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This article in SSSAJ

  1. Vol. 48 No. 5, p. 1096-1101
    Received: Nov 30, 1983
    Accepted: Mar 26, 1984

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Movement of Calcium and Magnesium in Ultisols from Dolomitic Limestone1

  1. D. L. Messick,
  2. M. M. Alley and
  3. L. W. Zelazny2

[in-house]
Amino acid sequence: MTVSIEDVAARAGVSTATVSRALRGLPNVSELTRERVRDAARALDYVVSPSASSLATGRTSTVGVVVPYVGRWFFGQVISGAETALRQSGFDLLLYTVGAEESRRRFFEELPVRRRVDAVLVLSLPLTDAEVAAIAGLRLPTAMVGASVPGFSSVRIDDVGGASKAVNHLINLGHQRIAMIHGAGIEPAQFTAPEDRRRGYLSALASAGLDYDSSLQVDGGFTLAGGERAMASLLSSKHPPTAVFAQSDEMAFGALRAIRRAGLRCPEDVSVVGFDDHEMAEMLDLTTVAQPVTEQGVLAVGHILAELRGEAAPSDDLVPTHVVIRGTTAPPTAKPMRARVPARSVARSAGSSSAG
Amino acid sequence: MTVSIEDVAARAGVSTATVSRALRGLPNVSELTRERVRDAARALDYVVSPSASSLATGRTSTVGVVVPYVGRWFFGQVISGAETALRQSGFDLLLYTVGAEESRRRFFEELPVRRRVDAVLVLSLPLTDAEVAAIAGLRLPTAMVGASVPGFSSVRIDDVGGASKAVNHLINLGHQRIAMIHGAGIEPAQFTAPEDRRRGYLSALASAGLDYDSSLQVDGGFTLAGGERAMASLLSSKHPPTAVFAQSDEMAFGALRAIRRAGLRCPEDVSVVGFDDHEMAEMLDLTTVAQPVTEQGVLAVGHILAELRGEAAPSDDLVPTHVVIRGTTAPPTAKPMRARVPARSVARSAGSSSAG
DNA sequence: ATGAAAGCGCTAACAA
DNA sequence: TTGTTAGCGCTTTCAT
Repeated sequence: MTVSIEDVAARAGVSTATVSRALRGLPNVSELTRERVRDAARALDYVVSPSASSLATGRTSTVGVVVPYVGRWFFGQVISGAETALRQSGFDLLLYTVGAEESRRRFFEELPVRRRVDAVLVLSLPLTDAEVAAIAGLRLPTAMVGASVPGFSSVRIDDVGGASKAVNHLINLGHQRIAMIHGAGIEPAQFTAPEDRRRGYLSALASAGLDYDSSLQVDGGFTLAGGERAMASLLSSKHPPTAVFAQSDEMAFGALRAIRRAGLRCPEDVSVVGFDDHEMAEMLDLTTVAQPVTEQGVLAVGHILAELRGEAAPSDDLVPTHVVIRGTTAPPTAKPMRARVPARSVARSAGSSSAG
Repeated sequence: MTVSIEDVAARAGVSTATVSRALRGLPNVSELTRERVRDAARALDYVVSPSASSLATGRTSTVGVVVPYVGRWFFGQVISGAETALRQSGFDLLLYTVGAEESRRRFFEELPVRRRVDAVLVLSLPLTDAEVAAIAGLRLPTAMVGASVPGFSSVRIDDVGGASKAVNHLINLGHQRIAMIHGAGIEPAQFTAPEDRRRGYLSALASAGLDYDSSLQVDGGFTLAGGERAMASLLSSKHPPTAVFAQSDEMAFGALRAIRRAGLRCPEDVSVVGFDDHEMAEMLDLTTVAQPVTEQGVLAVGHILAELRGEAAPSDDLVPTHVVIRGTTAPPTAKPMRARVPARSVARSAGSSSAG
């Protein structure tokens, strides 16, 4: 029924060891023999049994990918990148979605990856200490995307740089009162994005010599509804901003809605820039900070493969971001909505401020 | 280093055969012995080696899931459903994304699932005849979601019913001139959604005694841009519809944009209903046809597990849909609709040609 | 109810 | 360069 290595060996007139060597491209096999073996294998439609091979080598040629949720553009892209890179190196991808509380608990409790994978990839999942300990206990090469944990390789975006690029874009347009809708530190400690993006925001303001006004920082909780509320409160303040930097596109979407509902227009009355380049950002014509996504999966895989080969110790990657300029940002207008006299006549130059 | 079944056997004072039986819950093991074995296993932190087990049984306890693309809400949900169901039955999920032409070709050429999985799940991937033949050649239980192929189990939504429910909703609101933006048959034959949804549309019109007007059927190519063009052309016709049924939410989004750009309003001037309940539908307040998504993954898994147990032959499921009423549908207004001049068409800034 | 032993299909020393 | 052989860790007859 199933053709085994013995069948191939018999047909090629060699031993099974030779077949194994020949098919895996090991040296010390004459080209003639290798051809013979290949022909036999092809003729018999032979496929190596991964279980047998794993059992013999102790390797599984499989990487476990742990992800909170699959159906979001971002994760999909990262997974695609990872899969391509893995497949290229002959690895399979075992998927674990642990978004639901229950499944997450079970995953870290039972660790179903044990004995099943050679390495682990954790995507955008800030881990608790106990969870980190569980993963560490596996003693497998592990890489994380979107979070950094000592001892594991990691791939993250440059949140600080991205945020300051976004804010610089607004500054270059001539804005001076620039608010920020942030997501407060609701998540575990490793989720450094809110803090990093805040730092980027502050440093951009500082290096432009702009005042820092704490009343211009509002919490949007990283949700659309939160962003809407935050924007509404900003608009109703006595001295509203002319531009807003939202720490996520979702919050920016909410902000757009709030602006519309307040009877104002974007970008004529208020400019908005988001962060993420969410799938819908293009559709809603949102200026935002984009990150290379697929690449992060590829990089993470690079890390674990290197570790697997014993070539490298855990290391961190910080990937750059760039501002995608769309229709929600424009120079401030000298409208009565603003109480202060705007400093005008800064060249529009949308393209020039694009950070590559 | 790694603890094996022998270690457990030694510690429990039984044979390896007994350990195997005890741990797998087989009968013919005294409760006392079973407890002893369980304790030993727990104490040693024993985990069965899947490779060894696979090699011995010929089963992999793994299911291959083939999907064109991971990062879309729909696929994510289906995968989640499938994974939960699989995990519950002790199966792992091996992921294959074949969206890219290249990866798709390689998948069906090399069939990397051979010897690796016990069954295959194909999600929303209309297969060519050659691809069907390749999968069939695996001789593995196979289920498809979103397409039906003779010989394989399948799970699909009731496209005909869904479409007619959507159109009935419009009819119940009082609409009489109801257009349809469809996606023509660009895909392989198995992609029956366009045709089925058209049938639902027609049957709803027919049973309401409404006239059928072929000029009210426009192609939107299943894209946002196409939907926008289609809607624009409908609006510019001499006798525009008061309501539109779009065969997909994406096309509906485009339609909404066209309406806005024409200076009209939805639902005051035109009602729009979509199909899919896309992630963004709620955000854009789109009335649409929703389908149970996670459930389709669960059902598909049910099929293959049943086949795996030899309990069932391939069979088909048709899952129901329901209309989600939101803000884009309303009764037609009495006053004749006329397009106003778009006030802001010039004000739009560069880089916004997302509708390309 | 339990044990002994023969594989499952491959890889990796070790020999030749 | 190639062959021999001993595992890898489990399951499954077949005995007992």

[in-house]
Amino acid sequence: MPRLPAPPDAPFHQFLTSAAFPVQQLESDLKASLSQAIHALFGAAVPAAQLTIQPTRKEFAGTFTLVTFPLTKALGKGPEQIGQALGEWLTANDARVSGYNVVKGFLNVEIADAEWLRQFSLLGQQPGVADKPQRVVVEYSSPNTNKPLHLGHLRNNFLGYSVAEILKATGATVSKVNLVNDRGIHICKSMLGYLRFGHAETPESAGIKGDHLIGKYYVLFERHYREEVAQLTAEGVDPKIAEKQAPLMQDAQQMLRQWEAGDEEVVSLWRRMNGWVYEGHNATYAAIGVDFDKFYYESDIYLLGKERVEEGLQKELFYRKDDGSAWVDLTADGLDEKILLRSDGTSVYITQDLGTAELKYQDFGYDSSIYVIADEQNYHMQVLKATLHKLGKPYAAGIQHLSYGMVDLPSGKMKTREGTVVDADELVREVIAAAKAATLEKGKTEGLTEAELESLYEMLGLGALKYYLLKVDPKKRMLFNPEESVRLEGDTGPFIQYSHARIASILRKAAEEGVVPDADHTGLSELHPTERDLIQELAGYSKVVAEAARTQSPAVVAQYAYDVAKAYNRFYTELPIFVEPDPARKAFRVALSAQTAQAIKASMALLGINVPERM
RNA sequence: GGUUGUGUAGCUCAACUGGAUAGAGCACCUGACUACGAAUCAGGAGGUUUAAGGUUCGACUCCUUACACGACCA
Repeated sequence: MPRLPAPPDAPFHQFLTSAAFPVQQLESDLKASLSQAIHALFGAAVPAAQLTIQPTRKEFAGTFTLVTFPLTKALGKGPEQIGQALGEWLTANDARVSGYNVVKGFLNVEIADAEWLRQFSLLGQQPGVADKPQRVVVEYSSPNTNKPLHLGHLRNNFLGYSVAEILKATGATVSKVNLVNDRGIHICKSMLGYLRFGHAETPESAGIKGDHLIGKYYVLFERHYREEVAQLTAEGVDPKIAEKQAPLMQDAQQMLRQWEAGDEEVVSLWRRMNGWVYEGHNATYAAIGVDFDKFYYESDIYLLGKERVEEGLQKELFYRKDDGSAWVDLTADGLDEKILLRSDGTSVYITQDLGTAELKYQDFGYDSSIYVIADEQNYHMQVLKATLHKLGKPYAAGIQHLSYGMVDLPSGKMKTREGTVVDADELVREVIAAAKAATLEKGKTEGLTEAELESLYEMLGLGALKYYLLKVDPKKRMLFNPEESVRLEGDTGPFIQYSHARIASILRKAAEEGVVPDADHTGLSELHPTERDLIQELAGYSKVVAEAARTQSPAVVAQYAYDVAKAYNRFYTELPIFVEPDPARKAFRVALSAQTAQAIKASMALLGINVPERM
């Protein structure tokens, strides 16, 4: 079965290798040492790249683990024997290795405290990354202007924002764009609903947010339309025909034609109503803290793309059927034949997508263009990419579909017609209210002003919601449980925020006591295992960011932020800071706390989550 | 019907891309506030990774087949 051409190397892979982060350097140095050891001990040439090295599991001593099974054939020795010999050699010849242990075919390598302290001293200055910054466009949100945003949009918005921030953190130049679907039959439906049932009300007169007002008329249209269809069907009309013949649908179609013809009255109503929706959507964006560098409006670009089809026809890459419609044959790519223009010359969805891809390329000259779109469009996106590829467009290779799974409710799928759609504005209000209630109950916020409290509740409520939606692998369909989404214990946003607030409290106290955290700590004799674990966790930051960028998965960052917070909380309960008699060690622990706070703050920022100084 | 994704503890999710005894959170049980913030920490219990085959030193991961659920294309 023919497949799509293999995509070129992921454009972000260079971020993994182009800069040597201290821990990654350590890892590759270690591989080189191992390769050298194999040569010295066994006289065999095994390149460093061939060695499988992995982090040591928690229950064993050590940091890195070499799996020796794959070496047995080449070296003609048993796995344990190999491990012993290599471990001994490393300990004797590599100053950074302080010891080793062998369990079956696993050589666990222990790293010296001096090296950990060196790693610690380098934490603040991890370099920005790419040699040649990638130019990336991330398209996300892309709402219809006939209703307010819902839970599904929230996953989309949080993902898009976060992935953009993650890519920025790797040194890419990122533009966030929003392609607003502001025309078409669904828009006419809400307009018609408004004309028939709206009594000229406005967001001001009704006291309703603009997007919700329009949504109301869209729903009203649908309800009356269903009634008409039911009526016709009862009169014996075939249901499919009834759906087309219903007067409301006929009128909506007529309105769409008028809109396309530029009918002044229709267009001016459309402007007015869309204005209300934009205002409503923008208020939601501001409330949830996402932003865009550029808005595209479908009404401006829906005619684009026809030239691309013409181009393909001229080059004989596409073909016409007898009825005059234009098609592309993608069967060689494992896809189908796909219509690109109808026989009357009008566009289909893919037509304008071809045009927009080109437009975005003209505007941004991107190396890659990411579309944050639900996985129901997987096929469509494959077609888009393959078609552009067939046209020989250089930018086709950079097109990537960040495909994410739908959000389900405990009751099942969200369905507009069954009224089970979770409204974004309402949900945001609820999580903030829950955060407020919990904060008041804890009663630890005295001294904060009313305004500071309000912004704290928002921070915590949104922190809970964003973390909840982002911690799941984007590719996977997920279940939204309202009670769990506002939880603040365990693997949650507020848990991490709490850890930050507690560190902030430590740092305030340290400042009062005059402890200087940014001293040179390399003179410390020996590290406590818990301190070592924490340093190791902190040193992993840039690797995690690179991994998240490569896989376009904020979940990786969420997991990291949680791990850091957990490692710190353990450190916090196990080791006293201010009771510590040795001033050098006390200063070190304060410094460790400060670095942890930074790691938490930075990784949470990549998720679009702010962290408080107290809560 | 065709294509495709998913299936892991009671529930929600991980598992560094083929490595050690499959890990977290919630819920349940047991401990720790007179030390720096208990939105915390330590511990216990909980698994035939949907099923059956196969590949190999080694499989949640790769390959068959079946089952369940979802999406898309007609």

Root growth and crop yield are limited on many soils by acid subsoil and toxic concentrations of Al and Mn, and deficiencies of Ca and Mg. Calcium and magnesium movement and neutralization of acidity below the zone of limestone incorporation were investigated on seven acid Virginia soils. Dolomitic limestone treatments of 0, 4.5, 9.0, and 13.4 Mg ha−1 on the Coastal Plains and 0, 4.5, 9.0, 13.4, and 18.0 Mg ha−1 on Piedmont and Valley soils were surface-applied and incorporated (0–20 cm). Four years after limestone application, soil samples were collected at depth increments of 0 to 10, 10 to 20, 20 to 25, 25 to 30, 30 to 40, 40 to 50, and 50 to 60 cm. Samples were analyzed for exchangeable Ca, Mg, and Al, and pH. Calcium and magnesium movement and depth of neutralization decreased with increasing soil clay content. Liming increased cation retention in horizons that received direct lime application apparently due to increased pH-dependent CEC. Depth of neutralization was lime rate dependent with greater neutralization of acidity at higher limestone rates. Magnesium movement was detected at greater depths than Ca in all soils, but neutralization of acidity did not accompany movement of either Ca or Mg. This demonstrated that the cation moved as a neutral salt or that pH change was not measurable.

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